Loading Map...

Nara day trip

Written on: Tuesday February 16th, 2010

A journal entry from: Japan 2010

We got up a little earlier today for a train from Kyoto to Nara. We managed to get a "regular express" train (without any of the super-express surcharges!) that took almost 1 hour to make the journey. This turned out to be one of our favourite days in Japan. Jack was so "chipper", he would even wittingly pose for photos with the deer.

Nara was the first permanent capital of Japan, and it is second only to Kyoto in terms of UNESCO World Heritage sights (so, lots of stuff for visitors to look at!). It also has a population of "tame" deer that are allowed to wander around the big park (Nara-koen) in the centre of the city.

First off, we fed some deer. This was a steep learning curve, the deer are nice, tame, and docile when you aren't holding food, but as soon as you buy some biscuits to feed them with (vendors are dotted throughout the park), then it's a different story. I fared okay this time, but I saw a poor Japanese woman get swarmed (or is it mobbed?) by the deer. Then, it was a short walk to Kofuku-ji, a temple from 1143AD!!! We also saw Japan's second tallest pagoda (beaten by Kyoto's Toji by only a few cms!). 

Then, we walked a fair bit to get to Todai-ji. Todai-ji is the world's biggest wooden building (though it used to be up to 30% bigger, before being burned down and rebuilt in the 1700s), and it houses the world's largest bronze statue of the Buddha. We always seemed to enter temple grounds by the side entrance, and this time was no exception, so we missed running the gauntlet of hungry deer on the way in.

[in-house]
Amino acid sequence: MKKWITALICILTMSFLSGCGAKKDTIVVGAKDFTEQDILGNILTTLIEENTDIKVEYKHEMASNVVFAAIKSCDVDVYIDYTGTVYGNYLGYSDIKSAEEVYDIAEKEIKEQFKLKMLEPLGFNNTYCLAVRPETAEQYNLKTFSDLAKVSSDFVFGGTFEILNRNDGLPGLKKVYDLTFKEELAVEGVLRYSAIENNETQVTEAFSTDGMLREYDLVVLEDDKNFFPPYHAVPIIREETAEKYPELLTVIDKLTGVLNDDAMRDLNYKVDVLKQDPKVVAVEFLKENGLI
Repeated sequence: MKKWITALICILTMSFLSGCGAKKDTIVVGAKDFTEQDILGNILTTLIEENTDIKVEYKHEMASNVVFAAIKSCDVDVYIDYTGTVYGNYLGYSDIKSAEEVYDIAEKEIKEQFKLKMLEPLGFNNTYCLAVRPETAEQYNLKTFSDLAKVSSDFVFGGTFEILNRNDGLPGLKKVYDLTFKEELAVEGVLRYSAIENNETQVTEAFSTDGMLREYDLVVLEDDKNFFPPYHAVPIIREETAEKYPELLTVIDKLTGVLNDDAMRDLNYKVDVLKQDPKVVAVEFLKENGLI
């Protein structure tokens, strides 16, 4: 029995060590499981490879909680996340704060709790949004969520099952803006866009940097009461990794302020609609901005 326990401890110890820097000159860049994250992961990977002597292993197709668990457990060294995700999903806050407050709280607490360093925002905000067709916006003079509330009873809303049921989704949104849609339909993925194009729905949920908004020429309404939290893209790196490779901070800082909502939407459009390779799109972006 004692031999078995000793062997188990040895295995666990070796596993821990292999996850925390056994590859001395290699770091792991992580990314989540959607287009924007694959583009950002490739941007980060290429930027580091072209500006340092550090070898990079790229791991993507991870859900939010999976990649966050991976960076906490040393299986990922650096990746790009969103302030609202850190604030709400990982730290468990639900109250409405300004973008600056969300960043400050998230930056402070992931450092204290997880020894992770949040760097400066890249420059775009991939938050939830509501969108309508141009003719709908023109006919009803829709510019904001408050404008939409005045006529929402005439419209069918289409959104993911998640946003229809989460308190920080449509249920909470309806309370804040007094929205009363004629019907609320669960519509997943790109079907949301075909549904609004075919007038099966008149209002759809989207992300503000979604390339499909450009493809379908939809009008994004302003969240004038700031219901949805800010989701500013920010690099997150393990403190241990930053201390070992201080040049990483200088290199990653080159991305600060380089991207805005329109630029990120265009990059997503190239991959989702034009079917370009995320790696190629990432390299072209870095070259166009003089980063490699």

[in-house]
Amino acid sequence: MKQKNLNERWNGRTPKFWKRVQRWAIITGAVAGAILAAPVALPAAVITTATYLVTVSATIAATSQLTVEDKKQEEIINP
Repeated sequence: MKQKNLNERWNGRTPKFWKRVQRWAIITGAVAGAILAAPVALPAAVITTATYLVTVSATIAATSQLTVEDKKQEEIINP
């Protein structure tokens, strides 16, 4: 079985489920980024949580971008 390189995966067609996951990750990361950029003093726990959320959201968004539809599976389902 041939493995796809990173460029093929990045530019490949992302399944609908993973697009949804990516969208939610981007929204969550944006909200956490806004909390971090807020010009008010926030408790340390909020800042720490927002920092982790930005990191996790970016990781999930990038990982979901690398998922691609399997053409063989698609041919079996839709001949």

I spied a sweet potato man or Yakiimo (which I had been looking for since I arrived in Japan - a month ago - after reading about their mythical powers on: www.quirkyjapan.or.tv). It was risky, but I had to try one! As soon as I bought it, I started being chased by deer. And, I couln't eat my baked sweet potato any faster as it was hot! Jack had to buy deer biscuits to act as a diversion! Then, I decided that I wanted to feed the cute deer again. This time, I got bitten on the bum, not once, but TWICE! After that, I cooled on the deer.

We then went inside Todai-ji. It was really big (duh). Inside, one of its wooden pillars has a small child-sized hole that people wriggle through "for luck". I wanted to try, but whenever I got in, I would get claustrophobic and afraid of being a silly Australian stuck in the pillar and crawl out the way I came in. First, a middle aged Japanese lady showed me her going through the whole and tried to help pull/push me through, but I freaked out. Then, two other Australians saw us loitering at the pillar and egged me on, but I chickened out again. Then, we saw a Japanese guy kind of my size get through, so I tried a third time and got through! I felt brave, and all day afterwards I felt like I'd conquered a fear. Later, I found bruises on both my hips that took weeks to heal. At the time, I didn't consider what would happen if I was in the hole in the event of an earthquak, which was good.

Afterwards, we checked out the other temples in Nara-koen. The best was Kasuga Taisha, a shrine founded in the 8th century (!!!). All the approaches to the shrine were lined with 100s of lanterns. It must look magical when they are all lit at night.

On the way back to the station, we stopped in the Nara National Museum, as we had time to spare. But only 1 exhibition room was open! We looked around a few of the shopping streets near the station, Nara seemed like a cute little town (though it's probably a huge city!).